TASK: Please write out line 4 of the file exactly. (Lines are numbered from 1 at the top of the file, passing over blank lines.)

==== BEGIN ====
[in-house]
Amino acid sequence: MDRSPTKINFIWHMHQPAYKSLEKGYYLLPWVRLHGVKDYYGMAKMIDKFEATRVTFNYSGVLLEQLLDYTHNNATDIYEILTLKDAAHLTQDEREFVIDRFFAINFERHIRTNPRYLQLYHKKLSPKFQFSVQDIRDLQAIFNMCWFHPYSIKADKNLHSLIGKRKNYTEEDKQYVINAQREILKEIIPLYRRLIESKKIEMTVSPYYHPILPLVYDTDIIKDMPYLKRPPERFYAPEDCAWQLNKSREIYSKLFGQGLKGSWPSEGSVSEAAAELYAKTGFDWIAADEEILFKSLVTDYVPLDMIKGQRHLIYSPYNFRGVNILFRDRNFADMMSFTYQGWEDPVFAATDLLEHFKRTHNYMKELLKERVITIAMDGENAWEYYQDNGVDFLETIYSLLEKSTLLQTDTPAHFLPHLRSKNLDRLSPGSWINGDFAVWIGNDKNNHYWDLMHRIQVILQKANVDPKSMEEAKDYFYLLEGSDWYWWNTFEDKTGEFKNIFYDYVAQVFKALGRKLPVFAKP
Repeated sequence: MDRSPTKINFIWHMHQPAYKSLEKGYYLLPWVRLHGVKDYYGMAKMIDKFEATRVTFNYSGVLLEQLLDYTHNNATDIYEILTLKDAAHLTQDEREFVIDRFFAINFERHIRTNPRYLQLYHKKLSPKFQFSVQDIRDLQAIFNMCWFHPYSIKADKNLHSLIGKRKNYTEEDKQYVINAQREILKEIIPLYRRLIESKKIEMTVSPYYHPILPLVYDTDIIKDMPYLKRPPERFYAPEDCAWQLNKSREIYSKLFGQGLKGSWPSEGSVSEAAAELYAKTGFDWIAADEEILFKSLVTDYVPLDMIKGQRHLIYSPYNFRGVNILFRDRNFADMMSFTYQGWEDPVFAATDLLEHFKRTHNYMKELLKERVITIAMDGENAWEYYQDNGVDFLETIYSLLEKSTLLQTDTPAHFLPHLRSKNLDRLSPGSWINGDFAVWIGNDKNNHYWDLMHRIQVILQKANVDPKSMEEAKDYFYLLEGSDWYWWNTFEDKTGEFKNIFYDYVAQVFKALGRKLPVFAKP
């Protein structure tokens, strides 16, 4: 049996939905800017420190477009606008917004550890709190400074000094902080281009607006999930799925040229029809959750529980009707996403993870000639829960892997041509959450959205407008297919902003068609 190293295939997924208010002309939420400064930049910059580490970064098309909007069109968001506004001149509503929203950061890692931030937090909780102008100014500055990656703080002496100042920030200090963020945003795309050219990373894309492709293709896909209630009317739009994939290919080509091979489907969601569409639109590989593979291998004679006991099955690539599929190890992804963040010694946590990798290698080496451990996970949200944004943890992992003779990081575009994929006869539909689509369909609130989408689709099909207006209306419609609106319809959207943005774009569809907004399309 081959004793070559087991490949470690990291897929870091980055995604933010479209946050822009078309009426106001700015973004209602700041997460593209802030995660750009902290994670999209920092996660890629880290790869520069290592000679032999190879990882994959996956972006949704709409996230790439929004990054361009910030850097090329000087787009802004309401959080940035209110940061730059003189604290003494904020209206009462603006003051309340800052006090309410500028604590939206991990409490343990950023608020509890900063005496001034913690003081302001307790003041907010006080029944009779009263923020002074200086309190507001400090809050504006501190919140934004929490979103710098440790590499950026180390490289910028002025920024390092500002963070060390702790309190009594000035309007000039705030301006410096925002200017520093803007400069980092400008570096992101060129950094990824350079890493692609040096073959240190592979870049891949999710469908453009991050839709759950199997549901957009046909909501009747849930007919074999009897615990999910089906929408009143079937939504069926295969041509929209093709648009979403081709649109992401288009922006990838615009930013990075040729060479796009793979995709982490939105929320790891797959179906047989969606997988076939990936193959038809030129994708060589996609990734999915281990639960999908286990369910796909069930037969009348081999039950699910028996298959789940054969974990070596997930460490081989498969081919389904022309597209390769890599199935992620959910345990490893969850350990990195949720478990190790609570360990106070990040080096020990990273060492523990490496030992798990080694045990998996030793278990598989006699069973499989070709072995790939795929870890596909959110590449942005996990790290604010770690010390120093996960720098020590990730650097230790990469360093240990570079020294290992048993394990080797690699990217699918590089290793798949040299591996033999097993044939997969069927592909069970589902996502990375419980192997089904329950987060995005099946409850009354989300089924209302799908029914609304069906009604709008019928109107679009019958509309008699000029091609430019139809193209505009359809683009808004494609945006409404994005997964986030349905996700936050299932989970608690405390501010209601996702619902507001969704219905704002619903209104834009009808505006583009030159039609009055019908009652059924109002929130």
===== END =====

């Protein structure tokens, strides 16, 4: 049996939905800017420190477009606008917004550890709190400074000094902080281009607006999930799925040229029809959750529980009707996403993870000639829960892997041509959450959205407008297919902003068609 190293295939997924208010002309939420400064930049910059580490970064098309909007069109968001506004001149509503929203950061890692931030937090909780102008100014500055990656703080002496100042920030200090963020945003795309050219990373894309492709293709896909209630009317739009994939290919080509091979489907969601569409639109590989593979291998004679006991099955690539599929190890992804963040010694946590990798290698080496451990996970949200944004943890992992003779990081575009994929006869539909689509369909609130989408689709099909207006209306419609609106319809959207943005774009569809907004399309 081959004793070559087991490949470690990291897929870091980055995604933010479209946050822009078309009426106001700015973004209602700041997460593209802030995660750009902290994670999209920092996660890629880290790869520069290592000679032999190879990882994959996956972006949704709409996230790439929004990054361009910030850097090329000087787009802004309401959080940035209110940061730059003189604290003494904020209206009462603006003051309340800052006090309410500028604590939206991990409490343990950023608020509890900063005496001034913690003081302001307790003041907010006080029944009779009263923020002074200086309190507001400090809050504006501190919140934004929490979103710098440790590499950026180390490289910028002025920024390092500002963070060390702790309190009594000035309007000039705030301006410096925002200017520093803007400069980092400008570096992101060129950094990824350079890493692609040096073959240190592979870049891949999710469908453009991050839709759950199997549901957009046909909501009747849930007919074999009897615990999910089906929408009143079937939504069926295969041509929209093709648009979403081709649109992401288009922006990838615009930013990075040729060479796009793979995709982490939105929320790891797959179906047989969606997988076939990936193959038809030129994708060589996609990734999915281990639960999908286990369910796909069930037969009348081999039950699910028996298959789940054969974990070596997930460490081989498969081919389904022309597209390769890599199935992620959910345990490893969850350990990195949720478990190790609570360990106070990040080096020990990273060492523990490496030992798990080694045990998996030793278990598989006699069973499989070709072995790939795929870890596909959110590449942005996990790290604010770690010390120093996960720098020590990730650097230790990469360093240990570079020294290992048993394990080797690699990217699918590089290793798949040299591996033999097993044939997969069927592909069970589902996502990375419980192997089904329950987060995005099946409850009354989300089924209302799908029914609304069906009604709008019928109107679009019958509309008699000029091609430019139809193209505009359809683009808004494609945006409404994005997964986030349905996700936050299932989970608690405390501010209601996702619902507001969704219905704002619903209104834009009808505006583009030159039609009055019908009652059924109002929130």